Richardson bemoaned the fact that audits were never conducted for Cover Oregon or the Columbia River Crossing project. Nearly $1 billion was spent on the Oregon Department of Energy’s controversial Business Energy Tax Credit (BETC) program, he said, yet it took six years for an audit to take place. One-third of those BETC projects were “clouded,” Richardson added, and turned over to the Oregon Department of Justice for further investigation.

The Secretary of State’s Office should function as a non-partisan Government Accountability Office, Richardson said, and can use audits to stop waste.

Differences between the two candidates became very clear in response to a question about Measure 97, a proposed corporate tax projected to bring $3 billion into state coffers annually if approved by voters in November.

Richardson cited an analysis of the measure conducted by the non-partisan Legislative Revenue Office, which estimated that its passage would result in the loss of 38,000 private sector jobs and cost the average Oregonian $600 per year. He added that the money it raised would go to the Legislature as a “blank check.”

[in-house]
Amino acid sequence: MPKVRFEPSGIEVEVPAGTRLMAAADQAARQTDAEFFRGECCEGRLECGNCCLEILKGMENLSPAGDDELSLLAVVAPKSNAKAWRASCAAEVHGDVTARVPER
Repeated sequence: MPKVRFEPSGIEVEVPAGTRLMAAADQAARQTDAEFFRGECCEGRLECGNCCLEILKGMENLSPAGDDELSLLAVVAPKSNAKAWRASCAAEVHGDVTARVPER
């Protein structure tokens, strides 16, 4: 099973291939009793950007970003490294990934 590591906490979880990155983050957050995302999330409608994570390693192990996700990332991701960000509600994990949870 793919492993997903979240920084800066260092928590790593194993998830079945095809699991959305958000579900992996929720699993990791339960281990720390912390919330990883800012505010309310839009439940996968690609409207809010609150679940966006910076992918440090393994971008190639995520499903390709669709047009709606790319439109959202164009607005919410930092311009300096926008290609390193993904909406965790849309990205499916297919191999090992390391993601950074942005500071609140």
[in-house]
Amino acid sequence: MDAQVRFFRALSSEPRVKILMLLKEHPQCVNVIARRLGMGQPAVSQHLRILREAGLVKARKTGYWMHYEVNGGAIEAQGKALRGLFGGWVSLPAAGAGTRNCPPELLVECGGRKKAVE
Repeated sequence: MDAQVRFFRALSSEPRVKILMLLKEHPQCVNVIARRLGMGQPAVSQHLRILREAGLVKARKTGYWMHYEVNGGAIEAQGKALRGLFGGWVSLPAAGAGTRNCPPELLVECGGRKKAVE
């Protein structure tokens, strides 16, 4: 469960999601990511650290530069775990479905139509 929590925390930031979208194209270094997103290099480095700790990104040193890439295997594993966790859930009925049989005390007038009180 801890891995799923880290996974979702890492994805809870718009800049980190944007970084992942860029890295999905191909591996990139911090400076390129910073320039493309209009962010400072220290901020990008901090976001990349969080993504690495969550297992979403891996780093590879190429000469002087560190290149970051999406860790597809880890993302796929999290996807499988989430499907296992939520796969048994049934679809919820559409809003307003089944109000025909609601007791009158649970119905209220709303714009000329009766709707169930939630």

Avakian said the measure was necessary, as schools have been “stripped” of music, art, shop and physical education programs. The Legislature has failed at revenue reform, he said, and Measure 97 will “fill the void.”

Both candidates did agree, however, on the need to have more clear and precise language for ballot measure titles and descriptions.

In his closing statements, Richardson characterized Avakian as an “activist” labor commissioner, and said the Secretary of State’s job is not to force change.

“I don’t think we need that kind of aggression,” Richardson said.

Avakian countered by stating that he has been putting Oregonians’ values into action. In concluding his remarks, Avakian said his vision for the Secretary of State’s office includes being assertive and standing up for the rights of Oregonians.

Trump 36: Chains of command